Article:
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tv   White House Chronicles  WHUT  February 19, 2010 6:00pm-6:30pm EST

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captioned by the national captioningnstitute --www.ncicap.org-- >> hello, i'm llewellyn king, the host of "white house chronicle," which is coming right up. first, a few thoughts of my own. the government, the obama administration, is going to back loan guarantees to two nuclear reactors. there are 104 operating, and suddenly we are all exercise because two more may be built. there is no guarantee that they
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will ever be built or they will ever come on line, but there is also the fact that we have lost our place on the nuclear escalator. nothing stays in a technological world on the shelf, in person, to be taken ooff the shelf when we wanted. walkabout trains. we came up in 1935 with the first diesel locomotives. we were the state of the art, world leaders. look at us chugging along today. you can hardly get a train to do more than 60 miles per hour, and then forced short -- and then for a short stretches, while the europeans are at 200 miles per hour. the japanese are faster than that. in so many areas we are not what we used to be. newark was our technology. the light water reactor --
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nuclear was our technology. the light water reactor was the standard of the world. the chinese, which we have certain competitive issues, the south koreans, five. i do not care if they build nuclear or not. i think it is the way to go personally, but it is imptant that you get on with something and retain the leadership you have got. it i my fear that we suffer from a kind of technological arrogance that we think we are the best and we go on thinking that we are the best when that ceases to be true. it is a sad state of affairs. on a happier note, i have a wonderful group of people for our panel today, and i will be right back to introduce them to you. >> "white house chronicle" is produced in collaboration with whut, howard university television. now, your program host, nationally syndicated columnist
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llewellyn king, and co-host linda gasparello. >> hello again, and thank you so much for coming along. i promised you great people and it is my delight to be sitting at this table with them. as always, linda gasparello of this program. i am happy to welcome back brian kelly, editor of "u.s news & world report," now more famous on the web than it is in print. andy glass of politico. and back by popular demand, lauren ashburn of ashburn media. she used to work for "usa today ."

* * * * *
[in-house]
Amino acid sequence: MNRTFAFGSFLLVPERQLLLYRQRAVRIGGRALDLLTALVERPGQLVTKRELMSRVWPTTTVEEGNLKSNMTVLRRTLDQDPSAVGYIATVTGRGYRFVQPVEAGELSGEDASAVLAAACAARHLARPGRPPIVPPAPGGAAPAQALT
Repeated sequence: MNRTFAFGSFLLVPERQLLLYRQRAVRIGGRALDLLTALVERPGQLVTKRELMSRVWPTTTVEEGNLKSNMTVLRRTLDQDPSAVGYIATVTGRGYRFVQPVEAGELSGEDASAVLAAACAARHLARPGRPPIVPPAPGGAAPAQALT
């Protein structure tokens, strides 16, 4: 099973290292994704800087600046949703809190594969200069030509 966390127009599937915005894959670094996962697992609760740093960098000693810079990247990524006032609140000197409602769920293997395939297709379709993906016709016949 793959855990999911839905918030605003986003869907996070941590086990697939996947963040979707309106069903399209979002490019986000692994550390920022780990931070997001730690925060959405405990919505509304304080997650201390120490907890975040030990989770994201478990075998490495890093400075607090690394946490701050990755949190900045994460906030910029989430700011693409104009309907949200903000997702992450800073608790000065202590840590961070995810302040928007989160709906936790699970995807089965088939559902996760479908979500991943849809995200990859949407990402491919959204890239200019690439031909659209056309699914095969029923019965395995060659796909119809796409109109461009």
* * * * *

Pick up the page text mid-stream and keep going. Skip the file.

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i have too many of those permutations. here we are. brian, we had a strange picture coming out of the media that the democrats are in trouble, but, wait a minute, so are the republicans. are both parties in trouble? is the institution in trouble? is it all falling apart, and is there any sign of someone coming to save the day? >> i think the country is in trouble. a lot of these, what we're seeing going on on capitol hill as a symptom of other problems. the economy underlies everything. unemployment is not going down, it is going up. our inability to invest, these things are all playing out on capitol hill. i think the capitol hill marketplace is not the cause, but the symptom. you see people like evan bayh throwing up his hands say i cannot make a deal. that is a huge event that points
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to bigger problems. this town is gridlock, not able to function and solve problems at the moment. >> i have a feeling that we are not sliding toward the british system, but we are headed to the british party system. it makes being a member of parliament -- and i have known a lot of members of parliament over the years -- a very frustrating place to be. you have to support your party, you did not get your own voice, you cannot cut a deal with anyone except in your own party, and i find that rather sad. >> if we get to that point, it is going to be sad. >> are the republicans there already? >> we will see. a lot of what is going on now is tactical. it will set the stage for change. there will not be changed tomorrow. i think you are at one of those potential hinge moments in